So you’ve spent hours planning out your content over the next six months… What you’ll publish, when and through which channels. Job done – or is it?
While it’s tempting to treat content plans as tick-boxes – something you produce every month or three and then execute – in reality your content plan should be considered as a living document, something you consistently monitor, adjust and update in response to events in your business and in the world.
I don’t mean you need to do this on a daily or even weekly basis. But you should be reviewing your content plan every time a significant change occurs in your business, your sector or the world.
Here’s a few reasons why:
- You’ll see opportunities to share your expertise that you didn’t previously
- You’ll be able to respond to events that affect your business and your customers
- You’ll be able to take advantage of opportunities to share your insights
- You’ll be able to broaden your reach by tapping into new audiences
First you can plan out some of these ‘reactions’ in advance, and have a framework, ready to produce content responsively. For example:
- A new competitor launches a PR campaign
- A new piece of legislation is approved
- A competitor makes a high-profile acquisition
- A competitor makes a high-profile exit
- A scandal breaks in your sector
- A scandal breaks in a sector that your business intersects with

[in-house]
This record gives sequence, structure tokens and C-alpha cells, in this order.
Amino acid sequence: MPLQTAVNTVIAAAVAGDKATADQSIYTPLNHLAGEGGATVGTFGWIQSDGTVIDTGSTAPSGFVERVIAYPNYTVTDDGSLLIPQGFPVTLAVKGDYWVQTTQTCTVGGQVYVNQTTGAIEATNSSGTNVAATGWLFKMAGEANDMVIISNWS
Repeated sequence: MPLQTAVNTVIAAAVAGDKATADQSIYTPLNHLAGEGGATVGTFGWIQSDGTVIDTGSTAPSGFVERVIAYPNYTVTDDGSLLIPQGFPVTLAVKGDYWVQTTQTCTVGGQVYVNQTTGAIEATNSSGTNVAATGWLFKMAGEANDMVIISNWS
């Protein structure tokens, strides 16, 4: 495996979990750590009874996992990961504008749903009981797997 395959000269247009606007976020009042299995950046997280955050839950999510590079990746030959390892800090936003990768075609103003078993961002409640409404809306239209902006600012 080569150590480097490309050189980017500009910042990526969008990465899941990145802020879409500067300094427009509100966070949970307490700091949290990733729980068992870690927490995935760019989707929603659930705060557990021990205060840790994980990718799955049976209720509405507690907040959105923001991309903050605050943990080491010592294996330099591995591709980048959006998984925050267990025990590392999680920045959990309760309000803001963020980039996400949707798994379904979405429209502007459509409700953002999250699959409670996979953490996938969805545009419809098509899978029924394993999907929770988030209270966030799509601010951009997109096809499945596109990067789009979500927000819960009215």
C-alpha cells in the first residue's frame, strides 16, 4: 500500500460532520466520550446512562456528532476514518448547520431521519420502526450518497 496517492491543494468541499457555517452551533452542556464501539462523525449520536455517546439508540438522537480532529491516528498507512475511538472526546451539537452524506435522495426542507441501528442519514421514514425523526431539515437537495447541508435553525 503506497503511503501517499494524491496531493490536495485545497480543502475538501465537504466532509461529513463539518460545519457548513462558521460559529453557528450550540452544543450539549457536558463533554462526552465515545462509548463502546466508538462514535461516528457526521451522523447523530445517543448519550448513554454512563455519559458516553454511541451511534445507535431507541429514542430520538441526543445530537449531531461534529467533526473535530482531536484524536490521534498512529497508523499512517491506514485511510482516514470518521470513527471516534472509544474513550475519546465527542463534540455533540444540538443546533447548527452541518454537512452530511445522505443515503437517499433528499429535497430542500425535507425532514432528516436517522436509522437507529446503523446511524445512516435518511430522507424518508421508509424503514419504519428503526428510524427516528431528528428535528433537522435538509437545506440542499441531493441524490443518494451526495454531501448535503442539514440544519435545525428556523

Second, you can craft custom content in response to something unexpected and fit it into your content plan.
If you do want to want to make sure your content is simpatico with current events, you must make sure you attack this vital question: how will your audience perceive the topic?
Adapting your content plan to events is not simply about publishing on a topic after events have happened.
It is knowing how your audience is going to perceive the event, and planning to publish your material in a way that is going to ensure the audience understands why you are engaging on or explaining this event and why it is important to them.
If you can successfully convince your audience of the “why,” and appeal to the “why” of the event, then you will have successfully communicated and engaged your audience.
Do this and you’ll never be caught flat-footed when something unexpected changes.
And always remember to check your current content in light of events – you wouldn’t want to be caught publishing something that seemed innocuous, but takes on a negative perspective due to the events of the day.
This article was largely written by AI with some human editing.
Try using an AI for your content at www.SimpleMarketing.AI – we even suggest images for you!